Backend spending cautious but poised to soar in 2009
This year will be rough on suppliers of back-end-of-line semiconductor manufacturing equipment, Gartner notes. Utilization rates are in the mid-80% range (though varying wildly by company in memory), and rising commodity prices (e.g. gold wire, copper lead frames, and substrates) are forcing semiconductor assembly and test services (SATS) companies — now included in Gartner’s capex forecasts for the first time — to pass on price increases to their customers. Look for sales to tip back into positive territory heading into 2H08, and by 4Q utilization rates and overall margins should increase. Pressure from the memory segment will hurt pricing for packaging and test, but packaging manufacturers “have been effectively managing their capex and maximizing their production output,” Gartner writes, and with IDMs and OEMs trending to outsource more advanced packaging processes the back-end outsourcing market will outperform the overall semiconductor market.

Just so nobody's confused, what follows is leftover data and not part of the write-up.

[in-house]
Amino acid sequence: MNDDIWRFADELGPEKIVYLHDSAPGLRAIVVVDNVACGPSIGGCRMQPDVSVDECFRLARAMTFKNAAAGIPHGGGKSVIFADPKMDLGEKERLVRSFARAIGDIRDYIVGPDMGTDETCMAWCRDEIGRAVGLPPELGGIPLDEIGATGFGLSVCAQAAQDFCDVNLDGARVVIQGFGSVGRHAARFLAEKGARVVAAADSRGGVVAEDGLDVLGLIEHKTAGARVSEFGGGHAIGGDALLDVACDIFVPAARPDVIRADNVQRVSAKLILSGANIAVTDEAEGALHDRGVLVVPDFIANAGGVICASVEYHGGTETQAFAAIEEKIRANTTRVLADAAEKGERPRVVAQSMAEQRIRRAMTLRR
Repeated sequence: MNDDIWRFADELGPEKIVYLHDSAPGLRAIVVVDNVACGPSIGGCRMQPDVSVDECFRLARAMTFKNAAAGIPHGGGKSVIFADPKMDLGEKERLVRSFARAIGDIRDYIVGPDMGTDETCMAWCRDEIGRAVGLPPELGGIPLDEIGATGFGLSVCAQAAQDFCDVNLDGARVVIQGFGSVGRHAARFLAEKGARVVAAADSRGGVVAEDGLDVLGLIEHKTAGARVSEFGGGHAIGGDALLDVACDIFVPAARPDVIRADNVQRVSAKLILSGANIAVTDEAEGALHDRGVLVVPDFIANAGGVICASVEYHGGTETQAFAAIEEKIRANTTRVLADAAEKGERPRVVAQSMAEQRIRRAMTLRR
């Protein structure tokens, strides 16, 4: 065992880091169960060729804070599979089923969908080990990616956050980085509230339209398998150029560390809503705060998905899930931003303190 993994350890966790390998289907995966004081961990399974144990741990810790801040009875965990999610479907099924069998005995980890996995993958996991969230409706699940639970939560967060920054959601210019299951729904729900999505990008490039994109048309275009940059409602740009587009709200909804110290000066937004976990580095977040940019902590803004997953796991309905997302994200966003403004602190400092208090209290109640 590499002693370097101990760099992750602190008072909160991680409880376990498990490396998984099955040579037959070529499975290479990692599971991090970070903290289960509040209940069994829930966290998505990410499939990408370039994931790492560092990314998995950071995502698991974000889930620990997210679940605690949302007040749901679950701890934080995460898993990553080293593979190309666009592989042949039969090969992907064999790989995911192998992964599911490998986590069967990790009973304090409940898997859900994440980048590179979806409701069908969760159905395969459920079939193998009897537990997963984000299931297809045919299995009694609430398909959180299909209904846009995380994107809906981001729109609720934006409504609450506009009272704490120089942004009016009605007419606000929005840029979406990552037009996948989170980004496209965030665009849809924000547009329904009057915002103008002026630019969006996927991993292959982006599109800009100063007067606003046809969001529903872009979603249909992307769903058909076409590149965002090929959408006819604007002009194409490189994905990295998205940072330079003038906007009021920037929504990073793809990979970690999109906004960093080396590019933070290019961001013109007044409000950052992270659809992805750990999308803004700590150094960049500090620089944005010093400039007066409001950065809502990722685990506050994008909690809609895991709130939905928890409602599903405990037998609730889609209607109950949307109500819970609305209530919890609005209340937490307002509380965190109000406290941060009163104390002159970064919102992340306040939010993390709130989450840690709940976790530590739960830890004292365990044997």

Looking deeper at the backend sector, Gartner’s outlook for packaging/assembly has slightly improved since the firm’s April forecast, with certain segments showing “substantially greater growth” during the period, particularly equipment for advanced processes such as wafer-level packaging (WLP) and 3D/through-silicon vias (TSV), and related inspection technologies. “Traditional packaging tools, such as die bonding and trim and form tools, will be industry laggards during the next several years,” Gartner predicts.
In automated test, providers are still cautious but conditions should improve in 2009 “for a nice rebound” hinging on improved macroeconomic and general industry conditions, Gartner says. Test equipment sales will continue to be driven by the Asia/Pacific region (70% of the market by 2012), largely due to outsourcing to SATS providers. System-on-chip (SoC), analog, and radio frequency (RF) test markets will be outperformers, declining less than half the total market. Demand for memory testers will remain weak through 2008, but this segment should get interesting as Teradyne enters the market to compete against dominant leader Advantest. — J.M.